You can find Chris’ favorite shipping stocks in Mayer’s Special Situations.
China’s economy grew a scant 6.1% in the first quarter, its government admitted today. That’s the slowest pace in nearly a decade, but still… 6% growth these days is still remarkable. In fact, it’s almost too good to be true.
Industrial output in the eurozone plunged a record 18.4% in February, says the EU statistics office today.
The dollar — that piece of paper that should act as a proxy for government malfeasance — gained again yesterday and today. European Central Bank minister Alex Weber gave the dollar an extra nudge when suggested the ECB will soon engage in “nonstandard” monetary policy to rescue the euro economy.
Did he mean quantitative easing and cutting rates to zero like in I.O.U.S.A.? Traders didn’t wait for the answer… they sold the euro down a penny to $1.32. Obversely, the dollar index is climbing above 85 as we speak.
Oil is down to $49 a barrel today, thanks in part to another dark forecast from OPEC. The cartel cut its 2009 global demand estimates again today. The sentiments echoed similar ones expressed by the International Energy Agency and the U.S. Energy Dept. yesterday.
Oil producers aren’t expecting much in the way of increasing demand this year.
"Bring back the Brits — they taxed us less!" read one of many signs at the Tax Day Tea Party yesterday in Annapolis. Two of our resident Whiskey shooters, Sam Buker and Gary Gibson, made the short trip to our state’s capital to catch the hoopla.
“Working through the crowd, 2,000 people thick,” Sam reports, “we came upon sign after sign and more than a few odd characters. A man pulled his private historic schooner into the harbor with the help of friends. Left on the ship, in full view of the assembled multitude, were wooden crates stenciled ‘TEA’ — and a few more were scattered on the docks.
“Another fine touch that only Annapolis could offer: a patriot in his Revolutionary garb (shirking duty from statehouse tours) to take a stand today. His trusty mount: a Segway. Poised high and proud, he held a flag aloft. (We drank our morning espresso with him in the coffee shop nearby before penetrating the dense brush of demonstration… he was delightful…and said, in parting: ‘See you on the other side of the breech!’)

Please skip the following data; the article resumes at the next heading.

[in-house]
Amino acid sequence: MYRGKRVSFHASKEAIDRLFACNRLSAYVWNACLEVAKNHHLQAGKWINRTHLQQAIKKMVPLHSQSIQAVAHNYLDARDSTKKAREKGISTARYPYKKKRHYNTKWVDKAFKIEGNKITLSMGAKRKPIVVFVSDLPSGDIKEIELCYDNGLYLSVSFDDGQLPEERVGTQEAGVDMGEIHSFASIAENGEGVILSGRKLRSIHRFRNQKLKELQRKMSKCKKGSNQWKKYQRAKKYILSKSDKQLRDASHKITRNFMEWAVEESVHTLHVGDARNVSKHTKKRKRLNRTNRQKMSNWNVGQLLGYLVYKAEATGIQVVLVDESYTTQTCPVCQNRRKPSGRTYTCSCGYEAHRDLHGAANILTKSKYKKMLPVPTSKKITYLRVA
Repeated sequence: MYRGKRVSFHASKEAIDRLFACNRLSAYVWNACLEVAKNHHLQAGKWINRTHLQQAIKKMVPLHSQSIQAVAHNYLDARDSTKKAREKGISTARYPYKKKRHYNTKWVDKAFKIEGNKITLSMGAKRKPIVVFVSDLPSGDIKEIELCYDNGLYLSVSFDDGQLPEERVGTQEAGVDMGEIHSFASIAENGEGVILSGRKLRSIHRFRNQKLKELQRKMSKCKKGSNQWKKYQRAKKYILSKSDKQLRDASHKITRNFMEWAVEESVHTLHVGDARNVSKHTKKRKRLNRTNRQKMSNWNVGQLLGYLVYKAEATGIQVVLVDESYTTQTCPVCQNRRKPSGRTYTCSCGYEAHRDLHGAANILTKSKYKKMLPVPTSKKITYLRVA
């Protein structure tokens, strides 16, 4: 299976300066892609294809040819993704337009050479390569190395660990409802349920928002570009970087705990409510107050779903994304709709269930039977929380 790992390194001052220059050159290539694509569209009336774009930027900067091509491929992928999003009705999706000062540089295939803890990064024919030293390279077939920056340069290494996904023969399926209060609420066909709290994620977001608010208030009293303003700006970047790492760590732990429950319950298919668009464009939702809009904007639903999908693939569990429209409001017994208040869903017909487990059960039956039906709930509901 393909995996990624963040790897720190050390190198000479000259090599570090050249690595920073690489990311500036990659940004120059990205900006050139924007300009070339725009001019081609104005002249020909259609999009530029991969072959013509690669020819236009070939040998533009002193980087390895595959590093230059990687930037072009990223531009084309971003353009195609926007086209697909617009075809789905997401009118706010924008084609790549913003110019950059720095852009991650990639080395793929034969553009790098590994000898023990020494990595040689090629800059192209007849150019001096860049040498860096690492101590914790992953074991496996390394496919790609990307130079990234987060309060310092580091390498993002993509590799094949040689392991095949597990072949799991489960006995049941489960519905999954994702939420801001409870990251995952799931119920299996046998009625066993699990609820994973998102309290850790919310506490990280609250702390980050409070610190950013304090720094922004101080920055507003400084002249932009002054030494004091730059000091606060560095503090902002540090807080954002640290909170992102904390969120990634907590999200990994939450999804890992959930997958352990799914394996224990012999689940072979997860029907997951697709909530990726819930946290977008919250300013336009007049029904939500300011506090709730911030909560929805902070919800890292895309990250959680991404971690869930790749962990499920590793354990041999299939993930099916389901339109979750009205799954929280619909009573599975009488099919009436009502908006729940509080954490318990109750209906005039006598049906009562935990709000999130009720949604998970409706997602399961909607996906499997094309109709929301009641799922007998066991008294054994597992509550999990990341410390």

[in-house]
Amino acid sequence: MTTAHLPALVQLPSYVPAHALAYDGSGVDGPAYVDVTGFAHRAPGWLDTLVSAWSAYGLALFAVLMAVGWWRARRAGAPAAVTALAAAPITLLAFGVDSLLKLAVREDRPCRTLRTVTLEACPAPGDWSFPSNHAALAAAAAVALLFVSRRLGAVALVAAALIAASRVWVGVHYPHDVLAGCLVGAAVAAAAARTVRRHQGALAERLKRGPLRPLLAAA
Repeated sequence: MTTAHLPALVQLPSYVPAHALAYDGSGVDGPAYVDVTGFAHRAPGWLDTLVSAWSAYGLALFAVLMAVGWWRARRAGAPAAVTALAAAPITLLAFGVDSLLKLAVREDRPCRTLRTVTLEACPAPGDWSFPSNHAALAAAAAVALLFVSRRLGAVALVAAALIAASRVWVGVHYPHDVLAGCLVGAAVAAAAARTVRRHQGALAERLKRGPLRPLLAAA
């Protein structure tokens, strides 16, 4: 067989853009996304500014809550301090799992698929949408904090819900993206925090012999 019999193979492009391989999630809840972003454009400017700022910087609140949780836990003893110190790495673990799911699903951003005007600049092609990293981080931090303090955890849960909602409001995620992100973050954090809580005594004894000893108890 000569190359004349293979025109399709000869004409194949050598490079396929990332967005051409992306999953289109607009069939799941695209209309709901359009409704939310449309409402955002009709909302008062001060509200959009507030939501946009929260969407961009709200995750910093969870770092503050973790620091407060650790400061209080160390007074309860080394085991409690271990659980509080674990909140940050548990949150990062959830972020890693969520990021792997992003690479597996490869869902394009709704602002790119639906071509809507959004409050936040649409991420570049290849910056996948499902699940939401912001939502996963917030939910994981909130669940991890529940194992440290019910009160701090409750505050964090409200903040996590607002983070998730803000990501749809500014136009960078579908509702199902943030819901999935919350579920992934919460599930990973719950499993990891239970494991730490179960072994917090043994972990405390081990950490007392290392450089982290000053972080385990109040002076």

“The cries of the crowd: ‘Throw the bums out!’ ‘Cut our taxes!’
“After braving two hours of wind and torrential rain, your hardy Whiskey & Gunpowder staff called it a day and headed for the bar for warm Irish coffees and carried on a heated political discussion with our fine barkeep… who gave Gary a free beer.”
Gold has broken out of its range… but in the wrong direction. After hovering at $890 for a couple days, the spot price plunged almost $25 this morning. With traders and investors sighing, “It’s not as bad as we think” in unison… what should we expect?
“Gold, in terms of human benefits,” writes a reader, matter of factly, “is probably one the most useless of the elements. We are wasting valuable resources to mine it… only to store it underground again.
“Back in 1930, in the one room school I attended, the district school inspector posed this question to us: Which is the more valuable, gold or iron? Of course, we all said the obvious: ‘Gold.’ Wrong. Gold is more expensive, but not more valuable. Iron touches almost everything we use in life.”
The 5: Yet FDR confiscated all the gold in the U.S. just three years later. Hmmmn…
The 5 Min. Forecast
P.S. For a more accurate reading on where the economy is headed, please see the newly revised Richebacher Letter.
P.P.S. Apropos of nothing, the president welcomed the surviving members of the Grateful Dead to the White House on Monday night. The band credits Obama with getting them back together after the death of their longtime frontman Jerry Garcia.